The Government Accountability Office (GAO) has been touting a "modest" $394 million price tag for the flailing Obamacare website, but the truth is that the Obama administration has awarded contracts totaling over $1 billion in U.S. taxpayer dollars, a Bloomberg Government Analysis (BGOV) found.
The GAO did qualify its $394 million number. The study took into account only costs running from the ACA's outset in 2010, up to March 31, 2013. Also, it just looked at the costs of implementing the federal exchanges plus the data services hub.
On the other hand, the BGOV analysis looks at a longer time period (Obamacare enactment, through Sept. 30, 2013). That means it takes into account any recent, last-minute spending – more on that momentarily.
The BGOV study is also broader than the GAO's.
The BGOV uses the GAO to determine the top 10 contractors that are implementing exchanges in those 36 states in which the federal government is primarily handling the new healthcare marketplaces. In other words, states where the federal government is using U.S. taxpayer money to set up marketplaces, as opposed to states that opted to set up marketplaces on their own using state dollars.
Then, instead of just focusing on federal exchange and data services hub costs like the GAO, the BGOV looks at the full range of Obamacare-related contract awards to these 10 firms.
These factors make the BGOV analysis more fairly centered on how much money it's really taking to implement the Obamacare website.
The result: More than $1 billion in contract awards is going to just these 10 firms, more than two and a half times more than reported by the GAO.
Equally appalling to this $1 billion price tag might be that one-third of the funding was awarded to IT contractors just over the last six months – despite indications that the contractors were aggregately doing a horrible job building the website. Programmers raised an alert prior to the Obamacare website going live, insurance companies had been complaining about problems when trying to use it prior to launch, and it even crashed in a test run before Oct. 1.
Perhaps the old adage, courtesy of Albert Einstein, applies here: "Insanity: doing the same thing over and over again, and expecting different results."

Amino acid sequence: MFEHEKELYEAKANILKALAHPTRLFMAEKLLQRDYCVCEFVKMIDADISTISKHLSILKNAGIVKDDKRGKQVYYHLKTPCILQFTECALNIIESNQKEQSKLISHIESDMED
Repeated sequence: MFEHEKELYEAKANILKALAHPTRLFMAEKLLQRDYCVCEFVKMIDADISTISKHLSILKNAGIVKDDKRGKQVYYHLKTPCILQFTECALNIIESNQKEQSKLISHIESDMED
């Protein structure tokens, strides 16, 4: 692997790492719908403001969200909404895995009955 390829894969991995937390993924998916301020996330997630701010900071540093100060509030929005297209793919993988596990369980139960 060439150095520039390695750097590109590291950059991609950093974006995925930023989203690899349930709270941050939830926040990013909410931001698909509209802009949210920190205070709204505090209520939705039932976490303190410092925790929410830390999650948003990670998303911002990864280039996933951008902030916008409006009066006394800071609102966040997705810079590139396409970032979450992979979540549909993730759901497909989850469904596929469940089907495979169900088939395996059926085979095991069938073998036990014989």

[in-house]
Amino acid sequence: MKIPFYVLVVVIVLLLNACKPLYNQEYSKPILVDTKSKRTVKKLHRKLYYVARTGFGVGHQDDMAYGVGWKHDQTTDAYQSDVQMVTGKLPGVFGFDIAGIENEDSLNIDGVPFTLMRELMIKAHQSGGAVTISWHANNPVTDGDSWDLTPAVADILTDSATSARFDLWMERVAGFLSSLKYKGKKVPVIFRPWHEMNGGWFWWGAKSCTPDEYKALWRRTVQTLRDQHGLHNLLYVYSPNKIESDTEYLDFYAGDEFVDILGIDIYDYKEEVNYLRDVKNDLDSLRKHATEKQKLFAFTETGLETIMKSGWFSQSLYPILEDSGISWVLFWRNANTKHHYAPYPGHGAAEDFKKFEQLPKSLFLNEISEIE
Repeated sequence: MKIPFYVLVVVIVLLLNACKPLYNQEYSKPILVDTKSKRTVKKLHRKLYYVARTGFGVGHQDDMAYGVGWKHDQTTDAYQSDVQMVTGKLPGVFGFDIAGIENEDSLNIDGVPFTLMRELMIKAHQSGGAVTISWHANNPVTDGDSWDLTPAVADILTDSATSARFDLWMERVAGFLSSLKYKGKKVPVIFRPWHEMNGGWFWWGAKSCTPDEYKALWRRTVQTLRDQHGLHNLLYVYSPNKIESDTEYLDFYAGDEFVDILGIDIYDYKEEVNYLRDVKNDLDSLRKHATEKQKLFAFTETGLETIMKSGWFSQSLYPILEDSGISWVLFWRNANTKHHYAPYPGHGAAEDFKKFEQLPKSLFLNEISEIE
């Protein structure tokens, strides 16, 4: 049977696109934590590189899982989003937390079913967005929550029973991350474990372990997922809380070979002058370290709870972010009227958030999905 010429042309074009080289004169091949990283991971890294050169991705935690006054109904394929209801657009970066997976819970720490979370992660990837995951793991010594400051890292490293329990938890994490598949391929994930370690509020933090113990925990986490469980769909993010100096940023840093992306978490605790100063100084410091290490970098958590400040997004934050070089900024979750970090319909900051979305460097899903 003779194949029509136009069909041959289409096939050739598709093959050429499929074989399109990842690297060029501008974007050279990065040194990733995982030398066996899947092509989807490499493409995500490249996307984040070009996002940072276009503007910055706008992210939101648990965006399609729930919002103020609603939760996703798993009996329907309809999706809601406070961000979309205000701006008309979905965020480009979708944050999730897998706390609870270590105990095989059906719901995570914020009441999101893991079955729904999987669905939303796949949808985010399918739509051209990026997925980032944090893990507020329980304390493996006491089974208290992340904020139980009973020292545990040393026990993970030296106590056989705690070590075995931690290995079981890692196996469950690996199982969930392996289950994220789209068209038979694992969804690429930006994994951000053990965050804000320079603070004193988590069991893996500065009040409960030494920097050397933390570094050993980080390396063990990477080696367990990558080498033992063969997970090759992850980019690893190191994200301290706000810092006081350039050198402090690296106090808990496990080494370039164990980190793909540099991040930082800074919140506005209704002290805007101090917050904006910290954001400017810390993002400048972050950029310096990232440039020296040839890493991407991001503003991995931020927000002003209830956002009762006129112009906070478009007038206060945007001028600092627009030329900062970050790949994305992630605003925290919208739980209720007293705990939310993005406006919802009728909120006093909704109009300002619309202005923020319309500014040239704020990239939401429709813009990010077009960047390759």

The fact that the lion's share of the money was doled out only a few months before the Oct. 1 exchanges were set to open, in a rash of last-minute spending, is disturbing.
For instance, take a look at CGI Federal Inc., a subsidiary of Canadian IT solutions company CGI Group Inc. (NYSE: GIB).
CGI Federal is the largest recipient of Obamacare contract awards. The firm collected $149.9 million from April through the end of September – an impressive 35.5% of the total $421.8 million it has received since March 2010.
Obamacare Website: Rushing Is Bad for Your Health
It's no wonder the Obamacare website is largely defective – it was a rush job.
In fact, of the 10 companies examined, Navigant Consulting Inc. (NYSE: NCI) is the only one that has received no new contract awards since the GAO's March 31 study cutoff date. (The firm is tasked with data collection and customer outreach.)
In late October, Health and Human Services Secretary Kathleen Sebelius testified under oath to Congress to address the Obamacare website launch disaster. She began with a prepared statement, with comments like "You deserve better," "I apologize," and "I'm accountable to you."
Sebelius also said that roughly $175 million in taxpayer dollars had been spent on the website so far.
So, it seems her estimate was a "little" low.
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